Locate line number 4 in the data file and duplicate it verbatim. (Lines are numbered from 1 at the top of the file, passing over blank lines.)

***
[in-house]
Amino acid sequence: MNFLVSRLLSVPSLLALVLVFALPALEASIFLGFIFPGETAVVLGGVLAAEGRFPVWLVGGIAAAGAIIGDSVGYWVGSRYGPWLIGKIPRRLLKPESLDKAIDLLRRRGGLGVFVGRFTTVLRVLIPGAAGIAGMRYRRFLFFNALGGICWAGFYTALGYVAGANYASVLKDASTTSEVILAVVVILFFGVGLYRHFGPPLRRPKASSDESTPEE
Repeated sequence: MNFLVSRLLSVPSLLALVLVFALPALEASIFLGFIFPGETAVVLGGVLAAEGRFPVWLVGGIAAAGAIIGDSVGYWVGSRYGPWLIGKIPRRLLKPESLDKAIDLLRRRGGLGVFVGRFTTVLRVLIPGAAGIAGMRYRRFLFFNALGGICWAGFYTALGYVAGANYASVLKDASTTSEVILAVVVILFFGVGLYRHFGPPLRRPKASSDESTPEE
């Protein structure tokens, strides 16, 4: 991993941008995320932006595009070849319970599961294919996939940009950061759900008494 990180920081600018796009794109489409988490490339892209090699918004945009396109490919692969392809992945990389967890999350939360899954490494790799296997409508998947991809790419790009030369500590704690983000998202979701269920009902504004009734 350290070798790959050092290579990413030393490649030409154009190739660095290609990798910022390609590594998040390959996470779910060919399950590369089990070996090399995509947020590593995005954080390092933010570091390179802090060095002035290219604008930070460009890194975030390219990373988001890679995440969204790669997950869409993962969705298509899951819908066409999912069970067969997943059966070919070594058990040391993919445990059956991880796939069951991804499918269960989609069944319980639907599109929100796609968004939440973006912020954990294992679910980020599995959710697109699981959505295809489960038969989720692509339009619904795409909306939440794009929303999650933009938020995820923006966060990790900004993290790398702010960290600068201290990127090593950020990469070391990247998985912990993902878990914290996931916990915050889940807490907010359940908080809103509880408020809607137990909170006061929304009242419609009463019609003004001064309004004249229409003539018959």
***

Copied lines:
């Protein structure tokens, strides 16, 4: 991993941008995320932006595009070849319970599961294919996939940009950061759900008494 990180920081600018796009794109489409988490490339892209090699918004945009396109490919692969392809992945990389967890999350939360899954490494790799296997409508998947991809790419790009030369500590704690983000998202979701269920009902504004009734 350290070798790959050092290579990413030393490649030409154009190739660095290609990798910022390609590594998040390959996470779910060919399950590369089990070996090399995509947020590593995005954080390092933010570091390179802090060095002035290219604008930070460009890194975030390219990373988001890679995440969204790669997950869409993962969705298509899951819908066409999912069970067969997943059966070919070594058990040391993919445990059956991880796939069951991804499918269960989609069944319980639907599109929100796609968004939440973006912020954990294992679910980020599995959710697109699981959505295809489960038969989720692509339009619904795409909306939440794009929303999650933009938020995820923006966060990790900004993290790398702010960290600068201290990127090593950020990469070391990247998985912990993902878990914290996931916990915050889940807490907010359940908080809103509880408020809607137990909170006061929304009242419609009463019609003004001064309004004249229409003539018959």